This is a tale of two bowl games.
For Ohio, it was the best of times.
For West Virginia, it was the worst of times.
Ohio entered Friday's Independence Bowl as more than a touchdown underdog to Louisiana-Monroe, a team that opened the season by winning at Arkansas, losing to Auburn in overtime, losing by five at Baylor and beating Tulane by 53.
The consensus opinion was that ULM simply had too much speed for Ohio. So much for that theory.
Ohio, which began the season with a win at Penn State, entered the game not only on a three-game losing streak, but also had lost all three of those games by at least two scores.
Speaking of two scores, it took Ohio exactly 6 minutes and 43 seconds to achieve a pair of TDs and a 14-0 lead. Quarterback Tyler Tettleton was five-for-five on those drives for 165 yards.
Although the favored Warhawks had plenty of time to overcome that deficit, it didn't happen. Ohio dominated from start to finish, laying a 45-14 whipping on a team playing in its home state.
Last year, Ohio celebrated its first bowl victory with a last-gasp win over Utah State.
It was a great story because it was historic for the school, but the win wasn't nearly as impressive as this one was. The Bobcats beat a good opponent and beat it soundly.
The ESPN announcers said they had spent a great deal of time with Ohio coach Frank Solich going over his gameplan and that everything he told them would happen did. Both the preparation and the executive were as near perfect as a football team can be.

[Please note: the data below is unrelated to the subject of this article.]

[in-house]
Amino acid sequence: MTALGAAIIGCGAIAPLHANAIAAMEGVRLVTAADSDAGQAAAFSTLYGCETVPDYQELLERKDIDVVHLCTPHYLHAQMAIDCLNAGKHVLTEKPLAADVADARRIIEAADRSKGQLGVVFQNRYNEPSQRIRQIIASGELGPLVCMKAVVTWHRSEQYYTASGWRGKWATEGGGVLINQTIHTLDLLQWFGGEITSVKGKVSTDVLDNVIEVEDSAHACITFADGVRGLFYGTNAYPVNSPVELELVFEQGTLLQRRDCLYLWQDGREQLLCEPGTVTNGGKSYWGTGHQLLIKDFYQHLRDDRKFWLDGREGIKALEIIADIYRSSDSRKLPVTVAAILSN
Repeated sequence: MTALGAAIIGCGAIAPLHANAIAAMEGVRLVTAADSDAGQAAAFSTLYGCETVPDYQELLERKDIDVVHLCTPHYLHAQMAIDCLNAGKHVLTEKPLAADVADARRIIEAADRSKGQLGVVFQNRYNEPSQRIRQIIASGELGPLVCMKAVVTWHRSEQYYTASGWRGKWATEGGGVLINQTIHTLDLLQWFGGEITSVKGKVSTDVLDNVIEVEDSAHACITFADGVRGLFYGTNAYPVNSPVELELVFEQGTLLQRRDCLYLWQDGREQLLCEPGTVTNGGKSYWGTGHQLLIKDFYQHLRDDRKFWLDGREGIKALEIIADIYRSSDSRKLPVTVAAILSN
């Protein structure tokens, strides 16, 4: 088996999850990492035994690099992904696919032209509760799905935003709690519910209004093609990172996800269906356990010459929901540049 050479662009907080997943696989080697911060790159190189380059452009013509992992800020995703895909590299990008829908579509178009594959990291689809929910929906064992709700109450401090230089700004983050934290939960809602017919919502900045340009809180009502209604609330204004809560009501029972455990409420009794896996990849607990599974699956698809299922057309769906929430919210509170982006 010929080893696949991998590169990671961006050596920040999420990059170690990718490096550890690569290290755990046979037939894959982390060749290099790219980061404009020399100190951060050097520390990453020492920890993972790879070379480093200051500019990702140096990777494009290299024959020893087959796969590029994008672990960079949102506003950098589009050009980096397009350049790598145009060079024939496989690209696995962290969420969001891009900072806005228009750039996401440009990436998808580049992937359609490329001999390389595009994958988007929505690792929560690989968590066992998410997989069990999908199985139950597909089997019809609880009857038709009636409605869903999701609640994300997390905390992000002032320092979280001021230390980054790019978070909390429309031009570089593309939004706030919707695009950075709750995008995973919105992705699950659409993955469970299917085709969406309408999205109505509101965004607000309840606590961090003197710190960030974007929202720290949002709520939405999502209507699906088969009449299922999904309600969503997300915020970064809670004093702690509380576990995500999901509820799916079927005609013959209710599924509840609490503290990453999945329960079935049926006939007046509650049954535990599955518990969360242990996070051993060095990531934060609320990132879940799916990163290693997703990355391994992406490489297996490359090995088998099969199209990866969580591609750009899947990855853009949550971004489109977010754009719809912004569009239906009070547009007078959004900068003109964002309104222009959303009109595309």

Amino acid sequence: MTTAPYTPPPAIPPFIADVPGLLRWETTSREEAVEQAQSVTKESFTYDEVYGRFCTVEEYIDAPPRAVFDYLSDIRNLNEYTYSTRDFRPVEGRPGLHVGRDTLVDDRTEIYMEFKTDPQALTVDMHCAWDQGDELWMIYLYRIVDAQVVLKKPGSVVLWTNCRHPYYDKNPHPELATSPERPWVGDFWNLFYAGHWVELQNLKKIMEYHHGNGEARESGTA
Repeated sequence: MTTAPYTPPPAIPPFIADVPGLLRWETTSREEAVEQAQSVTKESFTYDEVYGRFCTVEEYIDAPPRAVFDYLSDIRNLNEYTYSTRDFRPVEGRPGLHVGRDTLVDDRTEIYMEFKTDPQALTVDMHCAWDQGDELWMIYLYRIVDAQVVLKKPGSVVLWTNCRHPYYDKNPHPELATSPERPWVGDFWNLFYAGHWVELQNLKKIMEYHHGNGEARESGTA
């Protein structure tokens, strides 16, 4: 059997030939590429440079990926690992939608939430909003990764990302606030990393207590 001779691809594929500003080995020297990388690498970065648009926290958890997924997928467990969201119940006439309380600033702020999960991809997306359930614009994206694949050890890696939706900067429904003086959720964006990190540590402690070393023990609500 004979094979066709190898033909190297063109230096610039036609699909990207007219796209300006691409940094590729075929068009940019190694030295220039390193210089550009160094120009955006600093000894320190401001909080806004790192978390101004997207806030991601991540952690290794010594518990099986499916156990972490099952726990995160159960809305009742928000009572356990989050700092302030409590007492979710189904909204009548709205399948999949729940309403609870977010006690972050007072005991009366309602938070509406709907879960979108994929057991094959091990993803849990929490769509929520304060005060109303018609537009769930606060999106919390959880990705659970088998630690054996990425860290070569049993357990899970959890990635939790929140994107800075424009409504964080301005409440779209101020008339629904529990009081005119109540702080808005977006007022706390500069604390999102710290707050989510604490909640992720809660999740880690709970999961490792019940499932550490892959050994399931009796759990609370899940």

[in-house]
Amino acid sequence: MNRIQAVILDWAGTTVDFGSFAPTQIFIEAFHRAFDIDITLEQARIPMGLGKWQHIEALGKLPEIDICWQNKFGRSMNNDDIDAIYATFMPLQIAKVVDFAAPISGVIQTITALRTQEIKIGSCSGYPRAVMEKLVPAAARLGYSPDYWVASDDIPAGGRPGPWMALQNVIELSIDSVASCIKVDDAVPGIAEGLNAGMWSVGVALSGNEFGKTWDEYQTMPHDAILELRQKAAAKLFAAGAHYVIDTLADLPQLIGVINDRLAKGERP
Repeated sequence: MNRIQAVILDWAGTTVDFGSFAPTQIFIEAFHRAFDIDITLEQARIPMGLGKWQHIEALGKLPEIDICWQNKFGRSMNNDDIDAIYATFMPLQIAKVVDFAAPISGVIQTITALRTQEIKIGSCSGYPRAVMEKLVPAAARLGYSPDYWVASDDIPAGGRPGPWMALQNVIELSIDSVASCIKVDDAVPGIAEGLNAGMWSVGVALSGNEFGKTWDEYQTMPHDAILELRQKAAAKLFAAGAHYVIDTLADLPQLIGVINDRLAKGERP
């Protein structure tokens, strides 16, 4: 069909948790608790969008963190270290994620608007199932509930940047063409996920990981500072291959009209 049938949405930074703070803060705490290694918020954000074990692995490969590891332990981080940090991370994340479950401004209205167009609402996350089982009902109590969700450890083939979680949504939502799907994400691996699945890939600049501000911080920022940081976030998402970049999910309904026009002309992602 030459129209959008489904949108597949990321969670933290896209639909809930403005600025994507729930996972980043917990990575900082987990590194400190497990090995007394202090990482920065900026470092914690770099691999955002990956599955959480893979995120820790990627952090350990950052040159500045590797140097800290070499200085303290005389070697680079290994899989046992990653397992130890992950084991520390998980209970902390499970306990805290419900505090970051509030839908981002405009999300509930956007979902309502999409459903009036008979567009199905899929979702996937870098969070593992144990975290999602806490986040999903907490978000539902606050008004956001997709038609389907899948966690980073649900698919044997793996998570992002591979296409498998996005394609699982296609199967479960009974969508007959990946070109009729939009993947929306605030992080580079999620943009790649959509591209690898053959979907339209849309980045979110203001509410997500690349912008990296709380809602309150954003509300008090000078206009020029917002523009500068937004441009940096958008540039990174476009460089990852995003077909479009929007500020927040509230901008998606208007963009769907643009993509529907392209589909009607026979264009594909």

One down, one to go for football teams of local interest.
West Virginia, like Louisiana-Monroe was expected to win its bowl game, the Pinstripe Bowl against Syracuse.
The Mountaineers not only were four-point favorites but visions of last year's 70-point performance in a dominating Orange Bowl victory over Clemson danced in the heads of Mountaineer fans.
WVU should have been - to steal a line from President Obama -fired up and ready to go.
After all, it was playing an old rival to who it had lost the previous two seasons. Revenge usually is a great motivator.
But West Virginia, as had become the case following a 5-0 start, laid an egg. WVU's incredible offense managed just 14 points, generating only a pair of Geno Smith to Stedman Bailey TDs. But West Virginia's defense got run over by Syracuse, which ran the ball 65 times for 369 yards for a 38-14 win.
Thus, WVU, whose fans were talking national title, running the table and Heisman Trophy in October, now are deeply and rightfully concerned about the future of the football program, which lost six of its last eight games and loses its three major offensive weapons.
Bowl wins -and losses - leave a long aftertaste.
Contact Dave Poe at firstname.lastname@example.org